Natural Selection Examples
Natural selection is the term that's used to refer to the natural evolution over time of a species in which only the genes that help it adapt and survive are present. This idea was reported by Charles Darwin, the researcher behind many of our modern concepts of evolution.
In natural selection, a population will show genetic traits over many generations that help it remain best suited to its environment. These can be physical, structural traits like a skeleton or musculature that helps it live in that setting, or can even by physiological traits such as the presence of an enzyme in the digestive tract to help it break down the available food sources.
1. Skeletal Adaptations
Giraffes, lizards, and many other known species adapted to their environments through genetic changes to their skeletons. This form of natural selection meant that members of the population who didn't develop and present these skeletal changes died out. For example, giraffes developed long necks to reach food sources higher up in trees, so members of the giraffe population who didn't develop a long neck died out. At the same time, certain lizards in one region developed longer leg bones to help it climb up during periods of flood and to escape predators in the ground; shorter legged lizards of the same population died out until only the lizards with the long legs survived..
Many species have been studied who've adapted to their environment through adaptions in coloring. Once the optimal coloration is present, natural selection occurs when members of the species without the adaptive coloring died out more quickly and therefore didn't reproduce as abundantly. Some example include the deer mouse, the peppered moth, and the peacock.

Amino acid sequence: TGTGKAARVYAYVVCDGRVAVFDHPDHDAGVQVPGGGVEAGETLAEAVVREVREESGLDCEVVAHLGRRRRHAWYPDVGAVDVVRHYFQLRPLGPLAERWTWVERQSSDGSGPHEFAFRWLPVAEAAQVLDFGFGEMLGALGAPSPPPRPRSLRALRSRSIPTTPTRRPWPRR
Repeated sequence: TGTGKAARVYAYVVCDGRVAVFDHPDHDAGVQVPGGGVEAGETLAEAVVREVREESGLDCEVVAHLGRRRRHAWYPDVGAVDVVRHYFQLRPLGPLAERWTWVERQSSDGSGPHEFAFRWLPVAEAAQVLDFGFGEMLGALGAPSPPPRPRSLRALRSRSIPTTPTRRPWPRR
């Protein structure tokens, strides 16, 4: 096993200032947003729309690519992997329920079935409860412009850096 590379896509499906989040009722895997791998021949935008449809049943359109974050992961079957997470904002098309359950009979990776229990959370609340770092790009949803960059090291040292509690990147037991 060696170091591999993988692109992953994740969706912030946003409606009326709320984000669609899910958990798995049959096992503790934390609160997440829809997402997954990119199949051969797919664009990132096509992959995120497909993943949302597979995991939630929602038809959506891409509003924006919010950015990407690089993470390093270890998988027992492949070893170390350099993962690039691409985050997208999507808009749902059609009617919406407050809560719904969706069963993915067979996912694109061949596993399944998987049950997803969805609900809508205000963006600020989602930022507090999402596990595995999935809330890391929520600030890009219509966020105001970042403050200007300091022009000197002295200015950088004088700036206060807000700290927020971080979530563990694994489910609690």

Bacteria are a common research subject when studying evolution and adaptation because some colonies of bacteria can produce several generations in one day, letting researchers see a "fast forward" version of evolution and natural selection. Some observed bacteria have included some who've adapted to new food sources that were previously unusable, as bacteria that have adapted to the presence of deadly antibiotics and exhibited traits that let them not only survive, but reproduce to generate offspring that are also resistant to the antibiotic.
Different species go through changes over time that help them adapt to different environments, and humans are no different. One of the physiological changes that different groups of human beings have made involves the ability to digest cow's milk. In regions where cattle are not raised, the human population is often lactose intolerant, lacking the enzyme to break down the milk. However, in regions where cattle are grown domestically and their milk is used as a chief part of the food supply, those humans as a whole produce the enzyme needed to digest milk.